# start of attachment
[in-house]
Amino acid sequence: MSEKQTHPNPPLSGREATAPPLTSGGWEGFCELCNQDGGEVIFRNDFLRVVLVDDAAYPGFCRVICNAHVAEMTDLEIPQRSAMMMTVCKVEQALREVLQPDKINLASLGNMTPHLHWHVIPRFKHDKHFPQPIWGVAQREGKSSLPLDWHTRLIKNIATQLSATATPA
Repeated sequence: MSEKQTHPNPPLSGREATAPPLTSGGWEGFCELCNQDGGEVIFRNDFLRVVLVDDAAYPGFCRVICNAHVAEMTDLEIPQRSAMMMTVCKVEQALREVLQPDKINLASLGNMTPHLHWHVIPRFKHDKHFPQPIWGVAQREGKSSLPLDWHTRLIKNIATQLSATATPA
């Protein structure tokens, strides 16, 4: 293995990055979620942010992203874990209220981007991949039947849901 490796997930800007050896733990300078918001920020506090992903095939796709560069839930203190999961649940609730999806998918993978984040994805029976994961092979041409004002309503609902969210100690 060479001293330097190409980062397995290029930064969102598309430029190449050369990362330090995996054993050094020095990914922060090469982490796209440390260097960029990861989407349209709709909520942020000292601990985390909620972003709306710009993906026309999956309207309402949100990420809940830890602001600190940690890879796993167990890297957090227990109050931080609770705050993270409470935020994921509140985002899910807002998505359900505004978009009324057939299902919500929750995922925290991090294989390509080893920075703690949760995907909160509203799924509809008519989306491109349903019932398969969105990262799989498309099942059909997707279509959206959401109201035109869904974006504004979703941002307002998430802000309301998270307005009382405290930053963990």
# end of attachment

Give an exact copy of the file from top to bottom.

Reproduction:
[in-house]
Amino acid sequence: MSEKQTHPNPPLSGREATAPPLTSGGWEGFCELCNQDGGEVIFRNDFLRVVLVDDAAYPGFCRVICNAHVAEMTDLEIPQRSAMMMTVCKVEQALREVLQPDKINLASLGNMTPHLHWHVIPRFKHDKHFPQPIWGVAQREGKSSLPLDWHTRLIKNIATQLSATATPA
Repeated sequence: MSEKQTHPNPPLSGREATAPPLTSGGWEGFCELCNQDGGEVIFRNDFLRVVLVDDAAYPGFCRVICNAHVAEMTDLEIPQRSAMMMTVCKVEQALREVLQPDKINLASLGNMTPHLHWHVIPRFKHDKHFPQPIWGVAQREGKSSLPLDWHTRLIKNIATQLSATATPA
């Protein structure tokens, strides 16, 4: 293995990055979620942010992203874990209220981007991949039947849901 490796997930800007050896733990300078918001920020506090992903095939796709560069839930203190999961649940609730999806998918993978984040994805029976994961092979041409004002309503609902969210100690 060479001293330097190409980062397995290029930064969102598309430029190449050369990362330090995996054993050094020095990914922060090469982490796209440390260097960029990861989407349209709709909520942020000292601990985390909620972003709306710009993906026309999956309207309402949100990420809940830890602001600190940690890879796993167990890297957090227990109050931080609770705050993270409470935020994921509140985002899910807002998505359900505004978009009324057939299902919500929750995922925290991090294989390509080893920075703690949760995907909160509203799924509809008519989306491109349903019932398969969105990262799989498309099942059909997707279509959206959401109201035109869904974006504004979703941002307002998430802000309301998270307005009382405290930053963990």